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Texting and driving is the most dangerous distraction for motorists

By Joe Finnerty from Auto Express

An "autopilot" in the brain that prevents distracted drivers veering off course stops working when you're reading or sending text messages at the wheel, a new scientific study has found. The findings, published in the Scientific Reports journal, suggest texting is an especially hazardous activity for motorists.

 

Driver using mobile phone

In tests, 59 volunteers were asked to "drive" along a simulated road while scientists did their best to put them off. Three types of driver distraction were studied - mentally challenging questions, emotionally charged questions, and "texting trivialities".

Each of them caused steering wheel handling to become "jittery" - but only the texting distractions led to major lane deviation and unsafe driving.

Scientists said when trying to handle text messages, drivers received no help from an unconscious "error correction" system in the brain that in other situations intervened to get them out of trouble. 

"Sixth sense" for danger disabled when texting

Lead researcher Dr Ioannis Pavlidis, from the University of Houston in Texas, US, said: "The driver's mind can wander, and his or her feelings may boil, but a sixth sense keeps a person safe at least in terms of veering off course.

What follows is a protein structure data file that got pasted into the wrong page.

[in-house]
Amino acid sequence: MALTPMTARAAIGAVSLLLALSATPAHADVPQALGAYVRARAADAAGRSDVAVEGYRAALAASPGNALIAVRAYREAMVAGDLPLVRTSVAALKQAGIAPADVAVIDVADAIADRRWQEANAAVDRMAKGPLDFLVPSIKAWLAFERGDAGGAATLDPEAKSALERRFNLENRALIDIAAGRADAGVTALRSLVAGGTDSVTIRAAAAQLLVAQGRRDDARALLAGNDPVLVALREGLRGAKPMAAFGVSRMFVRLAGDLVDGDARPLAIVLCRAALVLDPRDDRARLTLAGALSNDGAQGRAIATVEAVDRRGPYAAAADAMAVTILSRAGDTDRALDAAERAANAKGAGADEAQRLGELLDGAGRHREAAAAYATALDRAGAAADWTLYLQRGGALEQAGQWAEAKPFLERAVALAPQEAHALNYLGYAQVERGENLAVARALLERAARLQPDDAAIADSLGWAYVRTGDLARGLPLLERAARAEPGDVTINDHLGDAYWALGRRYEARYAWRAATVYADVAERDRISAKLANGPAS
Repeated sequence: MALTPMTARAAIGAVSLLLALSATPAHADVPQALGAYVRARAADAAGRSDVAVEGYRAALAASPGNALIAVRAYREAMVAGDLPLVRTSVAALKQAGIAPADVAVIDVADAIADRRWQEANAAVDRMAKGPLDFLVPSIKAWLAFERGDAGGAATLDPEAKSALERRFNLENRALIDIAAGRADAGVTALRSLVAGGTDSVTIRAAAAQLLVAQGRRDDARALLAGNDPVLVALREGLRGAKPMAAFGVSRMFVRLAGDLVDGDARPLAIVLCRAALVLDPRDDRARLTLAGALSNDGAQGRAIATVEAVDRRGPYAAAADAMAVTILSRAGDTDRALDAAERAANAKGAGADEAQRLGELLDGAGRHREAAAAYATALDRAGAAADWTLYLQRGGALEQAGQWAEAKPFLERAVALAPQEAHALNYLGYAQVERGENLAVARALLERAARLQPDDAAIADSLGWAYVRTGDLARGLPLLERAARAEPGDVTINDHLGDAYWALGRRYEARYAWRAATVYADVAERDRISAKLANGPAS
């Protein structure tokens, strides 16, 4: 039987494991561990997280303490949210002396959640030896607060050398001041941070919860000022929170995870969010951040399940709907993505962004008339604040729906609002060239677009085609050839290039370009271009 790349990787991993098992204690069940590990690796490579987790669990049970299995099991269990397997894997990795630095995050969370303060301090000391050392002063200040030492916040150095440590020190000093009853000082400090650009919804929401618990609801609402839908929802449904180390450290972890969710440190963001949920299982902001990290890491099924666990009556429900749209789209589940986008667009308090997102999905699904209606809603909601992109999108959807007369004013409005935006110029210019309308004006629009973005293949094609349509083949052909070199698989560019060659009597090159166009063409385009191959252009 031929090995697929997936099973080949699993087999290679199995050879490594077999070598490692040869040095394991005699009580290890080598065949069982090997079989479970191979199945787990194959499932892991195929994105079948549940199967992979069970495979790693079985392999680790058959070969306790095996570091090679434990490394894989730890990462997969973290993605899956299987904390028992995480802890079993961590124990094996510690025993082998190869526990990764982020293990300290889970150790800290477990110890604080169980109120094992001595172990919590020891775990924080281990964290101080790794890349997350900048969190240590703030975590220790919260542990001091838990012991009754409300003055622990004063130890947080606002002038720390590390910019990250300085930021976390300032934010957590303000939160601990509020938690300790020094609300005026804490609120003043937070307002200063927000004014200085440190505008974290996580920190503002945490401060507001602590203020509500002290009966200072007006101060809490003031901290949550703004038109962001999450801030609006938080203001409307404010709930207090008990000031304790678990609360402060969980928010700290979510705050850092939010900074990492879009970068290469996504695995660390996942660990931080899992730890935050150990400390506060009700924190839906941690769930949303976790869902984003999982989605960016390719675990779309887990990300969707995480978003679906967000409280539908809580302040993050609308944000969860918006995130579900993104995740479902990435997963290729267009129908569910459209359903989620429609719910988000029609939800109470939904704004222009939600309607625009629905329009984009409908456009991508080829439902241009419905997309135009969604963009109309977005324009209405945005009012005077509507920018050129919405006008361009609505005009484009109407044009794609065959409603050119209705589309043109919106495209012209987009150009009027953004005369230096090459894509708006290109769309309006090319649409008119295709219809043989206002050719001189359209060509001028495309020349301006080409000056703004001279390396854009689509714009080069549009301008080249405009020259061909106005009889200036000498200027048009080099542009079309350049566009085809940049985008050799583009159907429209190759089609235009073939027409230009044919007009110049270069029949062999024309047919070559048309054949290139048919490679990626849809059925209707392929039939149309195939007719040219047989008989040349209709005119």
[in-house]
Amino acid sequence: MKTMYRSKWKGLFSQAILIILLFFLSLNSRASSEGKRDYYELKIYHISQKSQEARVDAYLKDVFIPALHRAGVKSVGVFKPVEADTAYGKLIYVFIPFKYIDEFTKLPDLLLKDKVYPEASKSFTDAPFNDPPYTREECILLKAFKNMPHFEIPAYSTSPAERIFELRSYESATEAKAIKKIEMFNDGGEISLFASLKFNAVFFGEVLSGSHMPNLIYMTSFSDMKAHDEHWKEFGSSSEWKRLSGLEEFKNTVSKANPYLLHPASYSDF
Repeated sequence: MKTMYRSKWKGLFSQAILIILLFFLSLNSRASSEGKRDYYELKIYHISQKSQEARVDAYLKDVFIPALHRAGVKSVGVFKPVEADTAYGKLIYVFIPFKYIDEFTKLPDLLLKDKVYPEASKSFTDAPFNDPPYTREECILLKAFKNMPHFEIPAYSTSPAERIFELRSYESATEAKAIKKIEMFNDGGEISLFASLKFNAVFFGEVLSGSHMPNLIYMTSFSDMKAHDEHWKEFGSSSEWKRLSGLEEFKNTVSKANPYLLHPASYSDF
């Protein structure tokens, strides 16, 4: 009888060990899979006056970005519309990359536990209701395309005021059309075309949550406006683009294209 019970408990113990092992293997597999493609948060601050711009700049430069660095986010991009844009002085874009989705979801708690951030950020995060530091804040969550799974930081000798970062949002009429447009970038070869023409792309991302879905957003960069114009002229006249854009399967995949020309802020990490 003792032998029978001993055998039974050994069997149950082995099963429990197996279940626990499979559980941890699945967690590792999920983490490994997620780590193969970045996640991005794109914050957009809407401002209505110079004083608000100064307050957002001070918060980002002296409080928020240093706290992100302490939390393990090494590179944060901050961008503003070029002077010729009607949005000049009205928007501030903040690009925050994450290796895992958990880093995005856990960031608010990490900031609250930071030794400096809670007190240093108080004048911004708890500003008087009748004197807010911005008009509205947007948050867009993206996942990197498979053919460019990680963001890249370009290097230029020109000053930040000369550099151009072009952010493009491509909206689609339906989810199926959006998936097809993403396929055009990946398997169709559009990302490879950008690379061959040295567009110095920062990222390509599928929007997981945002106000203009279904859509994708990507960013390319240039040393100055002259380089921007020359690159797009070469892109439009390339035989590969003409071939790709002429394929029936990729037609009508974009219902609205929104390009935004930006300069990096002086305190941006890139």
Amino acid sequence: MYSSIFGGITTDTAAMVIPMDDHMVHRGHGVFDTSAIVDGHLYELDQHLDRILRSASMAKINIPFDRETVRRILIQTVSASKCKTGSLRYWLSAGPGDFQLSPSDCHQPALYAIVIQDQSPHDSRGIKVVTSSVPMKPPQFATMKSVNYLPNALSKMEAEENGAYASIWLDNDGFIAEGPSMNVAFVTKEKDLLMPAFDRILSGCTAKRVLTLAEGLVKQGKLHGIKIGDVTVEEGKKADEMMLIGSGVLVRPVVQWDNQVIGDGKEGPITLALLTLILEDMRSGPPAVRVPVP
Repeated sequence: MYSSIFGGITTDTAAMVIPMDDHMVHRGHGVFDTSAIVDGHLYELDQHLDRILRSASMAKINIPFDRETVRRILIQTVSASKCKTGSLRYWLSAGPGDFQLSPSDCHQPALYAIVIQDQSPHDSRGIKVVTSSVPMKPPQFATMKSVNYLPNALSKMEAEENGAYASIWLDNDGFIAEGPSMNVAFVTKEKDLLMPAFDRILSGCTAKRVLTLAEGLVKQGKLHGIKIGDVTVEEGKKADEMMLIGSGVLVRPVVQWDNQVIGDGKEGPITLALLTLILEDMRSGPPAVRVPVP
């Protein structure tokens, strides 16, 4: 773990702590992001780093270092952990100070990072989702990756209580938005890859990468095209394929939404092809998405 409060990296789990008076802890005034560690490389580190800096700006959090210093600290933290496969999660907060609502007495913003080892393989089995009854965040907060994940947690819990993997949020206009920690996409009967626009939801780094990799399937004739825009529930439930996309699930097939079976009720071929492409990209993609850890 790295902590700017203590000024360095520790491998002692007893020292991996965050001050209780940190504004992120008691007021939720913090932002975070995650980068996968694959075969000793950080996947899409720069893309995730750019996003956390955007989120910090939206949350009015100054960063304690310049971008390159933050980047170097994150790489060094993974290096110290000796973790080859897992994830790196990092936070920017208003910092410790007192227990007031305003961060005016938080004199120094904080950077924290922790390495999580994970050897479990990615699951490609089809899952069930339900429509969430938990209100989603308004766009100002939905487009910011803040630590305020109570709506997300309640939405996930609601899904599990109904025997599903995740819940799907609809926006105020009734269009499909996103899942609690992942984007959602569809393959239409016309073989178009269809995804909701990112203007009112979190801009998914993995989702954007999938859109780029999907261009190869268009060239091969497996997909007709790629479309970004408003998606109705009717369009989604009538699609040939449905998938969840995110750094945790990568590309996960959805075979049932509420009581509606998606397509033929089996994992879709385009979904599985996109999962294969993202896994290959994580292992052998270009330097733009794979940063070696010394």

"What makes texting so dangerous is that it wreaks havoc into this sixth sense. Self-driving cars may bypass this and other problems, but the moral of the story is that humans have their own auto-systems that work wonders, until they break."

According to the study, the "autopilot" is situated in the anterior cingulate cortex (ACC) region of the brain. Stress from external distractions fed "fight or flight" energy into the drivers' arms, resulting in the jittery wheel handling.

Motorway Traffic

But then the ACC stepped in, counterbalancing any strong jitter to the left with an instant matching jitter to the right, and vice-versa. The net effect was that any veering to the left or right was avoided, and the vehicle remained accurately on course.

Reading or sending texts stopped this system working, and jittery handling of the steering wheel continued leading to drivers veering off course.

Dr Pavlidis added: "Following up on the results of our science study, we are currently looking into the development of a car system to monitor outward driving behaviours, such as steering jitter or lane deviation, as well as the internal state of the driver that causes them.

"This system, which I call 'stressalyser", a play on the word breathalyser, may serve not only as a 'black box' in car accidents, but also as a driver alert and prevention mechanism, since it will continuously sense a driver drifting to distracted mode." 

This article was written by Joe Finnerty from Auto ExpressOpens in new window and was legally licensed through the NewsCred publisher network. 

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